The ODWC started the Deer Management Assistance Program several years ago as a cooperative effort to educate and to help area landowners. Under the program guidelines, any landowner with 1,000 to 5,000 acres can enroll for $200. For tracts of land larger than 5,000 acres, the ODWC charges $400. These programs feature a "hands on" approach by a qualified biologist who will personally monitor and manage the property for maximum yield. The biologist suggests what crops to plant and calculates the number of does to be harvested to increase herd potential. The does can be harvested at any time during blackpowder or gun seasons.

Antlerless deer taken under the DMAP program are considered as bonus deer and are not counted against bag limits. This management tool is achieving fantastic results by showing sportsmen the untapped potential of their favorite hunting spots. Landowners are presented with annual harvest reports and analyzed data.

Landowners wanting to enroll in the program should contact the ODWC to request a DMAP application.

BIG BODIES, BIG ANTLERS
In a survey of the 11 harvest units in Oklahoma, including wildlife management areas, the average weights of yearling bucks ranged between 80 and 105 pounds. The same data showed adult bucks averaged from 90 to 134 pounds. Adult does averaged 74 to 98 pounds statewide.

Amazingly, there were more than 100 deer checked in 2002 weighing 200 pounds or more, including a bruiser from Cimarron County that tipped the scales at 280 pounds.

Trophy white-tailed deer now live in almost every county. The Cy Curtis Trophy Deer Records, which recognizes Oklahoma's top deer trophies, lists typical whitetails scoring at least 135 points and non-typicals scoring 150 points or more.

The top five all-time typicals with scores ranging from 177 7/8 to 185 6/8 were taken in Bryan, Jackson, Oklahoma, Blaine and Harper counties, while the top five non-typicals with scores of 229 4/8 to 238 7/8 were taken in Wagoner, Delaware, Alfalfa, Pittsburg and Dewey.

The top five all-time typical mule deer scores range from 170 0/8 to 180 1/8 and were taken in the Panhandle counties of Texas, Cimarron and Beaver. The top five non-typical mule deer scores range from 189 0/8 to 215 0/8 and were taken in Woodward and Cimarron counties.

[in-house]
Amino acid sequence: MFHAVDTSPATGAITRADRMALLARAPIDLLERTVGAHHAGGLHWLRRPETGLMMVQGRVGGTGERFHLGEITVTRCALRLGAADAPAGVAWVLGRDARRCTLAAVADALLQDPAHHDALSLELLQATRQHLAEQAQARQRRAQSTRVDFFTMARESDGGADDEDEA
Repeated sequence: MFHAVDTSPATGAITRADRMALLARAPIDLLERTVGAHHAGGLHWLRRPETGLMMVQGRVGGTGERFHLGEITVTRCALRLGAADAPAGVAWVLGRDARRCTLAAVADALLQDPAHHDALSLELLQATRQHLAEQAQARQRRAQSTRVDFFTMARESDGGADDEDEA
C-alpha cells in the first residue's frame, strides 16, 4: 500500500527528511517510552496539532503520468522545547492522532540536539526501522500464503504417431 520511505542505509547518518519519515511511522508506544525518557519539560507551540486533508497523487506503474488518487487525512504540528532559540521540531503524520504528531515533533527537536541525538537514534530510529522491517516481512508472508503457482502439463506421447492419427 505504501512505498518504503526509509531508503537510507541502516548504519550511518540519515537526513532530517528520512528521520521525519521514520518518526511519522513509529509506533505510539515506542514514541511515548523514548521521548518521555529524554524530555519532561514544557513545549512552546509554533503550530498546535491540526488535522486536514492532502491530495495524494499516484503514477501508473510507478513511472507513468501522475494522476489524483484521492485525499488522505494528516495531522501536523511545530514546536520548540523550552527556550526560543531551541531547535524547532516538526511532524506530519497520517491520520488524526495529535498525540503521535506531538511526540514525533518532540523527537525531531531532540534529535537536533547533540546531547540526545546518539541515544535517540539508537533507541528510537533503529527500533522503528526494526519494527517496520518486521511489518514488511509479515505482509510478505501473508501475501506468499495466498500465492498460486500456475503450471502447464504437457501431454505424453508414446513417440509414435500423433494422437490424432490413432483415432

Top counties for Cy Curtis typical entries include Pushmataha, located in Southeasern Oklahoma, with 168 entries, followed by neighboring Pittsburg, with 132 entries. Osage County ranked

third, with 114 entries, followed closely by Woods County, with 111.

Top counties for non-typical entries, are Pushmataha with 27, and Woods, with 26; Hughes and Pittsburg followed with 24 and 21, respectively.

For a complete list of all Cy Curtis Award recipients, pick up a copy of the Cy Curtis Trophy Deer Records, available from the ODWC by calling (405) 521-3856.

THE CWD FACTOR
Though Chronic Wasting Disease has been found in two bordering states, no wild deer have been found in Oklahoma with the disease.

Fear spread when a captive elk herd near Edmond contracted the disease. Most of the herd died a grueling death; the remaining elk were put down to avoid suffering. The ODWC ran extensive tests on random deer harvested nearby, and found no residual effects. To date nearly 400 deer and elk have been tested with no cases reported.

"Oklahoma venison is as safe to eat as any other game meat," said Shaw.

THE FUTURE
Mike Shaw believes at some point there will have to be fewer bucks harvested in the state for the overall health of the deer herd. Several states known for producing high-scoring bucks allow limited buck harvest and their deer quality is phenomenal.

Shaw said the emphasis needs to be on growing quality bucks. That's accomplished by selective harvest. Small bucks that are harvested instantly lose the potential to become big bucks. Wise stewardship of our resource is essential.

As the ODWC likes to say, "Hunters in the know, take a doe."